In May 1996 the Environmental Protection Agency (EPA) announced its Environmental Justice Action Agenda -to address issues of environmental justice and equity in communities that have suffered from environmental concerns. In December of that year, the Portland Brownfields Initiative hosted a series of public Brownfield Roundtables to develop a set of community-based Brownfield Action Plans. Three actions plans were developed to provide guidance for the Portland Brownfield Initiative: Partnerships, Land Use and Growth Management, and Regulatory Enhancement.
In May 1997, Vice President Gore announced a Brownfields National Partnership to bring together the resources of various federal agencies to address brownfield cleanup and reuse issues in a more coordinated manner. This multi-agency partnership pledged support to 16 Brownfields Showcase Communities as models to demonstrate the benefits of collaborative activity on brownfields. Portland was selected as a Showcase Community in 1998 because of its commitment to brownfields redevelopment and its well-established relationships among local, state, and federal partners. Community members formed the North/Northeast Portland Brownfield Community Advisory Committee, which worked closely with property and business owners to identify potential brownfield properties for inclusion in the program. Property owners made presentations at community forums, describing their plans for redevelopment. Community members voted on proposed properties, and final recommendations were made to the Portland Brownfield Showcase Policy Committee, a 20-member board made up of the Mayor, a City Commissioner, several other elected officials, representatives from federal, state and local organizations, and community members. Abiding by environmental justice criteria, 822 NE Emerson was one of the sites approved for conversion into a community garden.
In November 2005, OPAL (Organizing People, Activating Leaders) participated in the 2005 National Brownfield Conference in Denver, CO around “Diverse Community Stakeholder Involvement in Environmental Justice Communities,” and attended workshops around a national network of non-profit groups focused on Brownfield and community involvement, forming a strong relationship with Groundwork USA, led by Executive Director Vernice Miller-Travis, former Environmental Justice Program officer for the Ford Foundation and noted national environmental justice activist. As a result, OPAL approached the City of Portland Brownfield Program to partner in submitting a Letter of Intent (LOI) to National Park Service to create a Groundwork trust in Portland. Groundwork USA accepted the LOI, requesting a formal proposal in January 2006. OPAL and its partners began organizing a Steering Committee for a Groundwork Portland trust focused on a “Community-First” approach to revitalization of community space.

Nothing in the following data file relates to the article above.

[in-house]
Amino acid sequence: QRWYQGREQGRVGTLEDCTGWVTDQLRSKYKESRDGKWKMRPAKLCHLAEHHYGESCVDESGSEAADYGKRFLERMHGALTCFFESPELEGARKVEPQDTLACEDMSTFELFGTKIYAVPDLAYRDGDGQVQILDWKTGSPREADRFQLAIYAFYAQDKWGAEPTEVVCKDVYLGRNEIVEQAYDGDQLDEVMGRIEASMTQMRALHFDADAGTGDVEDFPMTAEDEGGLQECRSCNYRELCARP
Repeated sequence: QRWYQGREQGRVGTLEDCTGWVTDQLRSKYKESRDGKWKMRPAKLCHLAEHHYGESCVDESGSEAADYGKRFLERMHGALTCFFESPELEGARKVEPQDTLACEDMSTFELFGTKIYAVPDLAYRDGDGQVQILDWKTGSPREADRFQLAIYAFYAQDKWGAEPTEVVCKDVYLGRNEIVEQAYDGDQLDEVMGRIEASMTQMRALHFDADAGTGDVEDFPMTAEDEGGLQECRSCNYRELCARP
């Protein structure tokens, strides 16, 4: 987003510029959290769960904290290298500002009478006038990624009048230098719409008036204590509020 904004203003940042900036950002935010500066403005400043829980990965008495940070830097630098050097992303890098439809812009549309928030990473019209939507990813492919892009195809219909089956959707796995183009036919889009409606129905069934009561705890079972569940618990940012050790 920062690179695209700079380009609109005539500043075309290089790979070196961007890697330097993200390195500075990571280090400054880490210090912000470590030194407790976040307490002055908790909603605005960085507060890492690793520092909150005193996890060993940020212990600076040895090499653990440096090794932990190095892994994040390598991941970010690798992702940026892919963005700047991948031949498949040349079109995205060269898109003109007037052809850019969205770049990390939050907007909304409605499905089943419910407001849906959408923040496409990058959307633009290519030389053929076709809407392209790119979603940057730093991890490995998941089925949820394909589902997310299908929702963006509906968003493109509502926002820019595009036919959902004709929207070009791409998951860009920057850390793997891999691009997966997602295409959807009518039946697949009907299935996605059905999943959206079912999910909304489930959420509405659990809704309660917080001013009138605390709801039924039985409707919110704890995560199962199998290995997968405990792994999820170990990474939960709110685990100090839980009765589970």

A Steering Committee (representatives from Organizing People Activating Leaders, EPA, Restorical Research, LLC, Oregon Sustainable Agricultural Land Trust, Oregon Tradeswomen, Inc., and North/Northeast Portland Business Association, and Portland Brownfields Program) performed a gap analysis, feasibility study in Spring 2007 that determined a need for an organization focused on building relationships with traditionally ignored communities to increase environmental justice by increasing opportunities to influence neighborhood development and converting vacant, contaminated lots into green space, community gardens and parks.